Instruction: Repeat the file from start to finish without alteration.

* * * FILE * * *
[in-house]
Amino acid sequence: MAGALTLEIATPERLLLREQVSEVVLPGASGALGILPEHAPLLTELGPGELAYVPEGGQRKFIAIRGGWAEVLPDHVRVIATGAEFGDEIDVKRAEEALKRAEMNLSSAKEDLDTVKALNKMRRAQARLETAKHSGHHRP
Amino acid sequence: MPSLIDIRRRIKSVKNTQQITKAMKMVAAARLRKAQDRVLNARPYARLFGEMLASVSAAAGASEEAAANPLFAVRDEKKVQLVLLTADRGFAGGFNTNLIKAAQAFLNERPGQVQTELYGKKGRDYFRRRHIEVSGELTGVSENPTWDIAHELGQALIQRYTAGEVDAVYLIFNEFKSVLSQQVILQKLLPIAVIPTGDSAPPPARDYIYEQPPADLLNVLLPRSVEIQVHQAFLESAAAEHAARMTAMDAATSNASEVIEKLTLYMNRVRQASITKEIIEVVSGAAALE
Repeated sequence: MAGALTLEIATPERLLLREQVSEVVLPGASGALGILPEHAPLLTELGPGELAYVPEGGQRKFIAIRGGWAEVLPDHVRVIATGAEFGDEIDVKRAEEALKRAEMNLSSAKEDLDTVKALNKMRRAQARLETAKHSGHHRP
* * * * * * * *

[in-house]
Amino acid sequence: MAGALTLEIATPERLLLREQVSEVVLPGASGALGILPEHAPLLTELGPGELAYVPEGGQRKFIAIRGGWAEVLPDHVRVIATGAEFGDEIDVKRAEEALKRAEMNLSSAKEDLDTVKALNKMRRAQARLETAKHSGHHRP
Amino acid sequence: MPSLIDIRRRIKSVKNTQQITKAMKMVAAARLRKAQDRVLNARPYARLFGEMLASVSAAAGASEEAAANPLFAVRDEKKVQLVLLTADRGFAGGFNTNLIKAAQAFLNERPGQVQTELYGKKGRDYFRRRHIEVSGELTGVSENPTWDIAHELGQALIQRYTAGEVDAVYLIFNEFKSVLSQQVILQKLLPIAVIPTGDSAPPPARDYIYEQPPADLLNVLLPRSVEIQVHQAFLESAAAEHAARMTAMDAATSNASEVIEKLTLYMNRVRQASITKEIIEVVSGAAALE
Repeated sequence: MAGALTLEIATPERLLLREQVSEVVLPGASGALGILPEHAPLLTELGPGELAYVPEGGQRKFIAIRGGWAEVLPDHVRVIATGAEFGDEIDVKRAEEALKRAEMNLSSAKEDLDTVKALNKMRRAQARLETAKHSGHHRP